Individuals file for Chapter 7 bankruptcy amidst financial struggles to get a discharge. When a bankruptcy case is successfully concluded, the court grants a debtor a discharge where their unsecured debts are wiped out after liquidating the non-exempt assets. However, a discharge may not always be granted, as creditors, bankruptcy trustees, or the U.S. Trustee may find genuine reasons to request revocation of a bankruptcy discharge.
Can My Chapter 7 Bankruptcy Discharge Be Revoked?
How Bankruptcy Saved My Family And How It May Save Yours
Note that a discharge revocation isn’t the same as a denied discharge or a dismissed bankruptcy case. A denied or dismissed bankruptcy case is that which happens while the bankruptcy is pending. In bankruptcy revocation, interested parties can request for revocation after the bankruptcy court has granted a debtor bankruptcy discharge. However, a revocation will depend on the evidence presented and the time limits as per the U.S Bankruptcy Code.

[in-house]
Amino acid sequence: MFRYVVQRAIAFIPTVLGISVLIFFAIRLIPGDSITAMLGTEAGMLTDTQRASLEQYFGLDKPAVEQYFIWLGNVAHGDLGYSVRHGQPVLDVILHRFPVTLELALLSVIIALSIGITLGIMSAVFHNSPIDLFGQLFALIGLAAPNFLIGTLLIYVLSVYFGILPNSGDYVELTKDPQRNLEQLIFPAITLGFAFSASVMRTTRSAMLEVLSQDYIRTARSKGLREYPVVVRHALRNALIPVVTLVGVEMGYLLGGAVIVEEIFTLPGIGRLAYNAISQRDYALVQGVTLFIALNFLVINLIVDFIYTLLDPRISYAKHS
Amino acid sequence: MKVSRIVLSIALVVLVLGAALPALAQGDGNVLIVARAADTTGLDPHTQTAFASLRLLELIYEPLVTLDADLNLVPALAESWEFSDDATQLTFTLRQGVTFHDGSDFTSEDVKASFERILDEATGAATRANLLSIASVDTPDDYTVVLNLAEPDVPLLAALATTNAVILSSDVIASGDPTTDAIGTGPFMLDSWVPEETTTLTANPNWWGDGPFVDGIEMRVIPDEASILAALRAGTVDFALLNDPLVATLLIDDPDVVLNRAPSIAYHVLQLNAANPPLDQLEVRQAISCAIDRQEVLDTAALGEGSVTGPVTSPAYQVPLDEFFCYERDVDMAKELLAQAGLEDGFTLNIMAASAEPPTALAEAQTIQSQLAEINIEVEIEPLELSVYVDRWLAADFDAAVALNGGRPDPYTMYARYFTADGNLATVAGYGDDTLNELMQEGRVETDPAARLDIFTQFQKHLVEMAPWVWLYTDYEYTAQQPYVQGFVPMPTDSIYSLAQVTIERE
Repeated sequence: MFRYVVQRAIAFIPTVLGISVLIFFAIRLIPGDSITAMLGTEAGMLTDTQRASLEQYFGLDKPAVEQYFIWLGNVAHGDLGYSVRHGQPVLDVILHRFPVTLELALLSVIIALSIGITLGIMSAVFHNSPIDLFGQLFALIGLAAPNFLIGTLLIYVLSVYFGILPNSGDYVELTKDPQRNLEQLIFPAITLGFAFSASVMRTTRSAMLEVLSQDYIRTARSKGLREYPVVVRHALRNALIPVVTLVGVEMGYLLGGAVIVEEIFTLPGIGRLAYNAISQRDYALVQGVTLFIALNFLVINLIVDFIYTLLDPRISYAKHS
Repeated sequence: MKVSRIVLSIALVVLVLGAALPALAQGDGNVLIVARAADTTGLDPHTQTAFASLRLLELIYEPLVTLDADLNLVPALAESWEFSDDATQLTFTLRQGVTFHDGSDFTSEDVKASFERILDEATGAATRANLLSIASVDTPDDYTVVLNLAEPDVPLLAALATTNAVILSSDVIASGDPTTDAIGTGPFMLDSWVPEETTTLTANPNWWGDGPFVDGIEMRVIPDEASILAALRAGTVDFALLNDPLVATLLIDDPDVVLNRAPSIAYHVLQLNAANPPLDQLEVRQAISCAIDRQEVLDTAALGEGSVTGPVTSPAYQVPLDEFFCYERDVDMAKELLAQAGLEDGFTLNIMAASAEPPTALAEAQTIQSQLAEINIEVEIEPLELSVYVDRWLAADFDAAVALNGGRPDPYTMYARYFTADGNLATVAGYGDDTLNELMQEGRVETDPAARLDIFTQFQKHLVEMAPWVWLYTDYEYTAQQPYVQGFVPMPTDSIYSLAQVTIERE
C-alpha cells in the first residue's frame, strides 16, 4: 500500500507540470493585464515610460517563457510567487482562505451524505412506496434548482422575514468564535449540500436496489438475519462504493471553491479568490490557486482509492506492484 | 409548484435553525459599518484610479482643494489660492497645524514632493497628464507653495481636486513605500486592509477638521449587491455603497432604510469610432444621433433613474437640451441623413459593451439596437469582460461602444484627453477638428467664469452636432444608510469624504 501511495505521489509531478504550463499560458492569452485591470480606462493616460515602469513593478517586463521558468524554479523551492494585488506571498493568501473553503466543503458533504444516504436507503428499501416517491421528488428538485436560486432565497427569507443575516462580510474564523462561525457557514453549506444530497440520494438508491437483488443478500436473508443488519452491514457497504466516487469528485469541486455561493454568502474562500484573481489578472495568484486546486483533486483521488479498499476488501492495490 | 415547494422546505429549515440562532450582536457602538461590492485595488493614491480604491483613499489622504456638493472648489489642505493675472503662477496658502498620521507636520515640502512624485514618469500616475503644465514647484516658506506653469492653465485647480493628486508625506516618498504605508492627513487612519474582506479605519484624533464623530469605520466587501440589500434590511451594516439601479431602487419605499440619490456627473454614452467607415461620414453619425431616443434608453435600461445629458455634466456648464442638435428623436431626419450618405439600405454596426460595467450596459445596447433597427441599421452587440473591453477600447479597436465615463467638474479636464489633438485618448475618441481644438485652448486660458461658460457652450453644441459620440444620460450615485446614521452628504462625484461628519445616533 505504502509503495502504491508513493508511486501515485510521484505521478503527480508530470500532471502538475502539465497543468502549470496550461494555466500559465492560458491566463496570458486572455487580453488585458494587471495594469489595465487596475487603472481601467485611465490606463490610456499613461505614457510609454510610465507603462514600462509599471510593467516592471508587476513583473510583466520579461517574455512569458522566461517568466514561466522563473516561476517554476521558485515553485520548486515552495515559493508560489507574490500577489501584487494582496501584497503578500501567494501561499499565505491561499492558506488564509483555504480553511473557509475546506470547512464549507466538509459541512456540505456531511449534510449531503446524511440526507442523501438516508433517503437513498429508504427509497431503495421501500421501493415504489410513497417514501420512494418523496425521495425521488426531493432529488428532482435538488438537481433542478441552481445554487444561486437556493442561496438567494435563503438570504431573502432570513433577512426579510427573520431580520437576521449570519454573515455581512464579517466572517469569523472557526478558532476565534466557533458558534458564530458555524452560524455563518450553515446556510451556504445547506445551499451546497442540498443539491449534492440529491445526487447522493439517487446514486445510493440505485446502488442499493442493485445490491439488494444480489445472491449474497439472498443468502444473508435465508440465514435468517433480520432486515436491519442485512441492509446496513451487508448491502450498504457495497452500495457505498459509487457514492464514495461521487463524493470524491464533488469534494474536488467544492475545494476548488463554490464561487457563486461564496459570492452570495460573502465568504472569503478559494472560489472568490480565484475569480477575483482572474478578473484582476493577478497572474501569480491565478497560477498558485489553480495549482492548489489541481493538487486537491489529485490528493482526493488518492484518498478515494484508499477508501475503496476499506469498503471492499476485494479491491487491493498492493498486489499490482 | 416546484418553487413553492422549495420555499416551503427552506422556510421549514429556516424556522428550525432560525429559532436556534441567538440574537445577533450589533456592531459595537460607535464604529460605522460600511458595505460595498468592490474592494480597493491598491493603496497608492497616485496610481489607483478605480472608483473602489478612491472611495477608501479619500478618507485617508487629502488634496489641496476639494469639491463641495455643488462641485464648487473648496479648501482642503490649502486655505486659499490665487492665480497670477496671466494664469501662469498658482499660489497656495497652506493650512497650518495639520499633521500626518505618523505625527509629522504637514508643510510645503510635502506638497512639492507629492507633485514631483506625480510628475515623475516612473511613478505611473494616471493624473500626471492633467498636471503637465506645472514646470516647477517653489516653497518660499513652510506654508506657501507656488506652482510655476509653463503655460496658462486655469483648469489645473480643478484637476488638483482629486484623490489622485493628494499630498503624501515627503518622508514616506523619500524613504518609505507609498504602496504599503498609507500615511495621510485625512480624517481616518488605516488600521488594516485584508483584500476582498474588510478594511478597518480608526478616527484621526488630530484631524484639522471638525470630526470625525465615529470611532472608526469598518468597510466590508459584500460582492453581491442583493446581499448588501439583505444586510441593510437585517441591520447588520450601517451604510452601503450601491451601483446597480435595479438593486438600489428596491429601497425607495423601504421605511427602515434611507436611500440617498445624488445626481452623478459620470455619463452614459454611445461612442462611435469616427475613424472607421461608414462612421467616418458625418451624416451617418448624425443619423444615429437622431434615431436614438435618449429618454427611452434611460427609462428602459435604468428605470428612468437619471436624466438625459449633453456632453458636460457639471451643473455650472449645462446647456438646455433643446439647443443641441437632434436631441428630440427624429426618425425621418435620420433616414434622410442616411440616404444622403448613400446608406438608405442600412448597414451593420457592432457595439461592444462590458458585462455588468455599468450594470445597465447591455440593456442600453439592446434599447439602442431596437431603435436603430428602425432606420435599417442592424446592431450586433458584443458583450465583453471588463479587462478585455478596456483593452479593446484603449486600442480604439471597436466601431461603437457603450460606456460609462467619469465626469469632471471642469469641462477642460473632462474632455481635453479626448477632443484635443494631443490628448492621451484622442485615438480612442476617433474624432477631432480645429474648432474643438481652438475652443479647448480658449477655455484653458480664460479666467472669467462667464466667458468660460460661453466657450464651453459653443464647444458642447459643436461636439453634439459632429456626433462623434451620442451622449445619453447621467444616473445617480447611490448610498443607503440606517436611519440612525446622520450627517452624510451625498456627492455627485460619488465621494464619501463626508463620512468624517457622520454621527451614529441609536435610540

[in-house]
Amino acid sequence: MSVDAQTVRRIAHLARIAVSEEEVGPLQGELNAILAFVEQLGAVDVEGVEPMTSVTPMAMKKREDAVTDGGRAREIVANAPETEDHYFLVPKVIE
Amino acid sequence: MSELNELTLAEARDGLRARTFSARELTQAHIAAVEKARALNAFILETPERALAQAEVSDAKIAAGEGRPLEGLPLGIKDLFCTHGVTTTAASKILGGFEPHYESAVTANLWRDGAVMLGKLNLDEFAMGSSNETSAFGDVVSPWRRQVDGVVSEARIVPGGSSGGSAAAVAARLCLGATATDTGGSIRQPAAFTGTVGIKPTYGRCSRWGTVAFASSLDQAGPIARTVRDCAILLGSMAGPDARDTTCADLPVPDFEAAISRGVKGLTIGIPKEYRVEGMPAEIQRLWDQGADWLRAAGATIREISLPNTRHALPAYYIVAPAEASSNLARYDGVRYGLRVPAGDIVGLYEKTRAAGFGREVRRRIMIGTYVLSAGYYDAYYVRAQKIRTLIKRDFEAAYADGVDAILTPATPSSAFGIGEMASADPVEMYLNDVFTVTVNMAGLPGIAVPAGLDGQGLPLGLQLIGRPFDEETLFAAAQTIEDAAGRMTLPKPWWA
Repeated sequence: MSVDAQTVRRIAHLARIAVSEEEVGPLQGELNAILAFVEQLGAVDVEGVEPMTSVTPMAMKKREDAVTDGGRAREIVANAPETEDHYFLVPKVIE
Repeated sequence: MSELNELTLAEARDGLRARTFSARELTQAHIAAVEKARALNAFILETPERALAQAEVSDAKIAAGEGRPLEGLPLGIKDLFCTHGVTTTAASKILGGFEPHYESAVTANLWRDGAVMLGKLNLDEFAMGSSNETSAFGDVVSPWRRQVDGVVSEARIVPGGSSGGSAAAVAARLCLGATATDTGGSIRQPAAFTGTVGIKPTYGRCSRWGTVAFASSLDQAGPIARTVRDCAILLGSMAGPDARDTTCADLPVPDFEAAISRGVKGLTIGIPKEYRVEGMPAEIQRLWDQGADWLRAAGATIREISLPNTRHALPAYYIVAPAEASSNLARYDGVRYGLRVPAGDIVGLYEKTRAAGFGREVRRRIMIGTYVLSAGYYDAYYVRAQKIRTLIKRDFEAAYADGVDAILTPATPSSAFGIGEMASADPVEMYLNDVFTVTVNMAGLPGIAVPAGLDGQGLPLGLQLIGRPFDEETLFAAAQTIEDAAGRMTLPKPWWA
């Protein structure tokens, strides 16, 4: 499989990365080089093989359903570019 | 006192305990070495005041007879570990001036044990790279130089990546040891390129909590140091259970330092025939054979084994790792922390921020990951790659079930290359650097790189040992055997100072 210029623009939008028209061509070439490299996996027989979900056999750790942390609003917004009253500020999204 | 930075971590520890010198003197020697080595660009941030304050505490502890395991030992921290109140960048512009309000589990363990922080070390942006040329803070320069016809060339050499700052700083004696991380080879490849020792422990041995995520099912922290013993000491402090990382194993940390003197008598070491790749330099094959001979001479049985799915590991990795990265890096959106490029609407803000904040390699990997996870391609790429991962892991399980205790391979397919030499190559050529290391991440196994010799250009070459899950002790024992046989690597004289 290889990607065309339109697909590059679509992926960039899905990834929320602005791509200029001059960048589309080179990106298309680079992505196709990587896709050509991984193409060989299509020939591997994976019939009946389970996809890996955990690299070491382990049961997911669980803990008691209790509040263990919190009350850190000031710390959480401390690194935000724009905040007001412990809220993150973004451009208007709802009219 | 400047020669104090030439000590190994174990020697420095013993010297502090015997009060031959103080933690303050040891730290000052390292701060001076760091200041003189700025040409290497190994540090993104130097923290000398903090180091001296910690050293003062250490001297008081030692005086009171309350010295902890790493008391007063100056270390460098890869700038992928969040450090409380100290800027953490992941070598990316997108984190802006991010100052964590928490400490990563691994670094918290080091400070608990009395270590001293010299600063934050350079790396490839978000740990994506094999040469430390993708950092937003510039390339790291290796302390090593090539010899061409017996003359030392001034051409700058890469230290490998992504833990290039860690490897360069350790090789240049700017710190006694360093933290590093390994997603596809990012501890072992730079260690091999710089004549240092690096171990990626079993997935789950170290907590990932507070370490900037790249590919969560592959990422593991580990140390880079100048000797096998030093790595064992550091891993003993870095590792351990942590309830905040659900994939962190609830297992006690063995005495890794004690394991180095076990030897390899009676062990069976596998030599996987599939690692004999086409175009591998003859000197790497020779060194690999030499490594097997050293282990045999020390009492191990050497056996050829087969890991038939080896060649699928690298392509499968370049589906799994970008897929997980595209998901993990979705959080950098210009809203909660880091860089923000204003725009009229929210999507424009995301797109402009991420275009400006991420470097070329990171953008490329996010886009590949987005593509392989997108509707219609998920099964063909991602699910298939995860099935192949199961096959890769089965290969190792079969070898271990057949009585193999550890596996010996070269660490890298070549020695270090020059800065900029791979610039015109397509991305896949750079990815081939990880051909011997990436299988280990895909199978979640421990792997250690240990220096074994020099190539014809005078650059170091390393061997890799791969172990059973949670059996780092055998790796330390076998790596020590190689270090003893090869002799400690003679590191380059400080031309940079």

Reasons For Revocation Of Chapter 7 Bankruptcy Discharge
In Chapter 7 bankruptcy, a party in interest can request that a debt discharge be revoked if they can show that the debtor:
- Obtained the debt discharge fraudulently, and that the fraud was only discovered after the debt discharge was granted
- Received or became entitled to receive property deemed part of the bankruptcy estate but failed to inform the trustee
- Disobeyed court orders or failed to cooperate with the bankruptcy trustee
- Failed to produce documents necessary in the bankruptcy case or failed to clarify any misstatements made to the bankruptcy court or trustee or any inconsistencies in their paperwork